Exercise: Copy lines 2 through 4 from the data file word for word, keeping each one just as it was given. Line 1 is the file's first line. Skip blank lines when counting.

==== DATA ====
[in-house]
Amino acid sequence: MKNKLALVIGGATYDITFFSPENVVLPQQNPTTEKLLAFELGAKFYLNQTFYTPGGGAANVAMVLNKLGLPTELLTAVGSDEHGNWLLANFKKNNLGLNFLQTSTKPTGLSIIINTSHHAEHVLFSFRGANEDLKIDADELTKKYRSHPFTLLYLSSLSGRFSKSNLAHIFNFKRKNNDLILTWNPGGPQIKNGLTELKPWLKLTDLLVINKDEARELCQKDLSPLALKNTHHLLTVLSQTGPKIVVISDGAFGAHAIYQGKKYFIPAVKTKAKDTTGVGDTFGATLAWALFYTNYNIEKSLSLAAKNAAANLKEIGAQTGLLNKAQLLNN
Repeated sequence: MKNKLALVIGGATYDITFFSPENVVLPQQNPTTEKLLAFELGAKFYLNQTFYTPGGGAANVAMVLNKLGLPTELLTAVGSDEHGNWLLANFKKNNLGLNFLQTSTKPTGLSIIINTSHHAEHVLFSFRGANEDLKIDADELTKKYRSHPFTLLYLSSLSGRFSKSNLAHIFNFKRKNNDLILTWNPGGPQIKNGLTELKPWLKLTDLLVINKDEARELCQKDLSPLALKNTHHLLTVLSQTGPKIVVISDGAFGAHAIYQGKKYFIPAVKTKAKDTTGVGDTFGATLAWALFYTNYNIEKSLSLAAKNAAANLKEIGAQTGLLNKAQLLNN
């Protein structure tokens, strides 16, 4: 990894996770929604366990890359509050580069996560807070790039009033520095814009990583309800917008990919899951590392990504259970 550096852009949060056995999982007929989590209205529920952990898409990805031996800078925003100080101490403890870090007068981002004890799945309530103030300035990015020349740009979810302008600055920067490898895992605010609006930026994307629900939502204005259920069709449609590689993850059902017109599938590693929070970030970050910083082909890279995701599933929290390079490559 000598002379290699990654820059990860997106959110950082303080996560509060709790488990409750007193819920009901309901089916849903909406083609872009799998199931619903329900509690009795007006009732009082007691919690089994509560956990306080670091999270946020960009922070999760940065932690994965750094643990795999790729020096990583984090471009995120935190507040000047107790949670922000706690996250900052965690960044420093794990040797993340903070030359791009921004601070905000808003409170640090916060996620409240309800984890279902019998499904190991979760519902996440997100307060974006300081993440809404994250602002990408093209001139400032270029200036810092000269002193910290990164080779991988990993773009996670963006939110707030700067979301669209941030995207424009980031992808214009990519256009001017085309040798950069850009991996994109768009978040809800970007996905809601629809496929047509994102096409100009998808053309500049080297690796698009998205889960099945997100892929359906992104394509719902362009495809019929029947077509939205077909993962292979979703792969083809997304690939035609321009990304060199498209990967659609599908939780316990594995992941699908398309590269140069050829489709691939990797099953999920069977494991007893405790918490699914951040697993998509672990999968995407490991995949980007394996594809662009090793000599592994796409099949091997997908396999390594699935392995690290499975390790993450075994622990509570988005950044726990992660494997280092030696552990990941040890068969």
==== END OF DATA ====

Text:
Amino acid sequence: MKNKLALVIGGATYDITFFSPENVVLPQQNPTTEKLLAFELGAKFYLNQTFYTPGGGAANVAMVLNKLGLPTELLTAVGSDEHGNWLLANFKKNNLGLNFLQTSTKPTGLSIIINTSHHAEHVLFSFRGANEDLKIDADELTKKYRSHPFTLLYLSSLSGRFSKSNLAHIFNFKRKNNDLILTWNPGGPQIKNGLTELKPWLKLTDLLVINKDEARELCQKDLSPLALKNTHHLLTVLSQTGPKIVVISDGAFGAHAIYQGKKYFIPAVKTKAKDTTGVGDTFGATLAWALFYTNYNIEKSLSLAAKNAAANLKEIGAQTGLLNKAQLLNN
Repeated sequence: MKNKLALVIGGATYDITFFSPENVVLPQQNPTTEKLLAFELGAKFYLNQTFYTPGGGAANVAMVLNKLGLPTELLTAVGSDEHGNWLLANFKKNNLGLNFLQTSTKPTGLSIIINTSHHAEHVLFSFRGANEDLKIDADELTKKYRSHPFTLLYLSSLSGRFSKSNLAHIFNFKRKNNDLILTWNPGGPQIKNGLTELKPWLKLTDLLVINKDEARELCQKDLSPLALKNTHHLLTVLSQTGPKIVVISDGAFGAHAIYQGKKYFIPAVKTKAKDTTGVGDTFGATLAWALFYTNYNIEKSLSLAAKNAAANLKEIGAQTGLLNKAQLLNN
């Protein structure tokens, strides 16, 4: 990894996770929604366990890359509050580069996560807070790039009033520095814009990583309800917008990919899951590392990504259970 550096852009949060056995999982007929989590209205529920952990898409990805031996800078925003100080101490403890870090007068981002004890799945309530103030300035990015020349740009979810302008600055920067490898895992605010609006930026994307629900939502204005259920069709449609590689993850059902017109599938590693929070970030970050910083082909890279995701599933929290390079490559 000598002379290699990654820059990860997106959110950082303080996560509060709790488990409750007193819920009901309901089916849903909406083609872009799998199931619903329900509690009795007006009732009082007691919690089994509560956990306080670091999270946020960009922070999760940065932690994965750094643990795999790729020096990583984090471009995120935190507040000047107790949670922000706690996250900052965690960044420093794990040797993340903070030359791009921004601070905000808003409170640090916060996620409240309800984890279902019998499904190991979760519902996440997100307060974006300081993440809404994250602002990408093209001139400032270029200036810092000269002193910290990164080779991988990993773009996670963006939110707030700067979301669209941030995207424009980031992808214009990519256009001017085309040798950069850009991996994109768009978040809800970007996905809601629809496929047509994102096409100009998808053309500049080297690796698009998205889960099945997100892929359906992104394509719902362009495809019929029947077509939205077909993962292979979703792969083809997304690939035609321009990304060199498209990967659609599908939780316990594995992941699908398309590269140069050829489709691939990797099953999920069977494991007893405790918490699914951040697993998509672990999968995407490991995949980007394996594809662009090793000599592994796409099949091997997908396999390594699935392995690290499975390790993450075994622990509570988005950044726990992660494997280092030696552990990941040890068969």